Status Tap/Scroll To Top in PhoneGap Apps on iOS

One criticism of PhoneGap apps that I sometimes hear is that they often don’t have “standard” features from the native operating system.  Little things, like iOS’s ability to scroll a container back to the top, just by tapping on the operating system’s status bar. These types of features are not hard to add to a PhoneGap application, at all. This is more of an “attention to detail” issue, not something that the platform can’t do.

Since this isn’t a feature that is applicable on all platforms, and it can vary per PhoneGap app implementation, it is not part of the core PhoneGap/Cordova download.  However, this can be very easily added via a native plugin.  Native plugins enable you to access native code, or augment the capabilities of PhoneGap for a particular platform.

Here’s proof… I just added the “scroll to top” capability to my Halloween PhoneGap app.

If you download the app from the app store today, you won’t see this yet because I literally *just* submitted it to Apple.

So how did I do this?

It wasn’t hard. The first thing to do is check and see if there was an existing native plugin that has already been created by someone in the PhoneGap/Cordova community.  It turns out, Greg pointed out one that already existed.  Since this plugin was built targeting an older version of PhoneGap, and my project was built using PhoneGap 3.0, I had a few minor updates.  Though, I was able to get everything all set up in a very short period of time.

Here’s what I did:

  1. I forked the existing plugin.
  2. Added plugin.xml metadata so the plugin can be included via PhoneGap & Cordova CLI tools.
  3. Added logic in the JavaScript so that it auto-initializes – you no longer have to manually initialize the plugin.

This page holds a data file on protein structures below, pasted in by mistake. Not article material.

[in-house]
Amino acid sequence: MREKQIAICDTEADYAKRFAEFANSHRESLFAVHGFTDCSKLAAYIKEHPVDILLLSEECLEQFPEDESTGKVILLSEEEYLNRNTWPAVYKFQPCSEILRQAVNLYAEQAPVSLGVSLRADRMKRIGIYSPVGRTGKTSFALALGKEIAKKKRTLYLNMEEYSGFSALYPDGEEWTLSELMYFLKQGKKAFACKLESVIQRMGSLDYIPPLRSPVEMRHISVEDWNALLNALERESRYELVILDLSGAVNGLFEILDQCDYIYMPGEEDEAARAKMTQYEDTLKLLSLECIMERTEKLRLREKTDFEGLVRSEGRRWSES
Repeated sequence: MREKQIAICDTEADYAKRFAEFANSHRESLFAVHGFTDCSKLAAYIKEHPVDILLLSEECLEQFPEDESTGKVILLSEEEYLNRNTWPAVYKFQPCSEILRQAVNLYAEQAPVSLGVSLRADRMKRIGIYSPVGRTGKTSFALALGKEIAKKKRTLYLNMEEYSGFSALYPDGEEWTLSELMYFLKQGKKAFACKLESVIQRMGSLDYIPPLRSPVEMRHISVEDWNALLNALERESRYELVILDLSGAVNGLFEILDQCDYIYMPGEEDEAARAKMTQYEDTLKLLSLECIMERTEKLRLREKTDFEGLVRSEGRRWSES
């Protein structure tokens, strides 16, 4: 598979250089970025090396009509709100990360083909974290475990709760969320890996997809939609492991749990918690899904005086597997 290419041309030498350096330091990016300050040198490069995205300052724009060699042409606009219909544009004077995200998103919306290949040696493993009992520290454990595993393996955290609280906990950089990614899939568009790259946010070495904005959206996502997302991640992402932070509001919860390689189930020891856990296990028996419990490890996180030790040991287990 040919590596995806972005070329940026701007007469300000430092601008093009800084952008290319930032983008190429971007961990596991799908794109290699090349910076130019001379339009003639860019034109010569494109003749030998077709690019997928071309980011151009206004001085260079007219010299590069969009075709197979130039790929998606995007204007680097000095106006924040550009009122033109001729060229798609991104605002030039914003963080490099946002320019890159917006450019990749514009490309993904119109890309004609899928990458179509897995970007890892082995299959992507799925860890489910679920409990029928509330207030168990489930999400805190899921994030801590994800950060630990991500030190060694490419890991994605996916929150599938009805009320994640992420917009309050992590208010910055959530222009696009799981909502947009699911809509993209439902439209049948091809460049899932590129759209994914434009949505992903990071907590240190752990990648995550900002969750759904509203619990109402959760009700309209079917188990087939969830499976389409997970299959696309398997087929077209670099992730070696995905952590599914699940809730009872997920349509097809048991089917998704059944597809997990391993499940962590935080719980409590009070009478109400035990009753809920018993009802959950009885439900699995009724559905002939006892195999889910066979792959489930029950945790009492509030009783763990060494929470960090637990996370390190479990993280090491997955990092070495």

4. Moved the native Objective-C initialization logic into a background thread.

Now that I’ve done this, and pushed it to github, you can include it into your own PhoneGap projects with a single command using the PhoneGap CLI:

[code]phonegap local plugin add[/code]

Then, in your PhoneGap application, you just have to add an event listener for the “statusTap” event, which is triggered when the user taps on the operating system’s status bar.  It is literally this simple:

[js]window.addEventListener("statusTap", function() {
alert("status tap");

This just shows an alert that the status bar was tapped. If you want to animate specific containers, you have to do this manually yourself via JavaScript. Again, that isn’t hard to do. Here’s an excerpt that I used from the Halloween app, using jQuery syntax:

[js]window.addEventListener("statusTap", function() {
var target = $("#scroller");

//disable touch scroll to kill existing inertial movement
‘-webkit-overflow-scrolling’ : ‘auto’,
‘overflow-y’ : ‘hidden’

target.animate({ scrollTop: 0}, 300, "swing", function(){

//re-enable touch scrolling
‘-webkit-overflow-scrolling’ : ‘touch’,
‘overflow-y’ : ‘scroll’

This disables touch scrolling to kill any inertial scrolling in progress, animates the scroll to top, then re-enables touch scrolling once the animation is complete.

That’s it…  Go check out the code, fork it, or use it in your own project:


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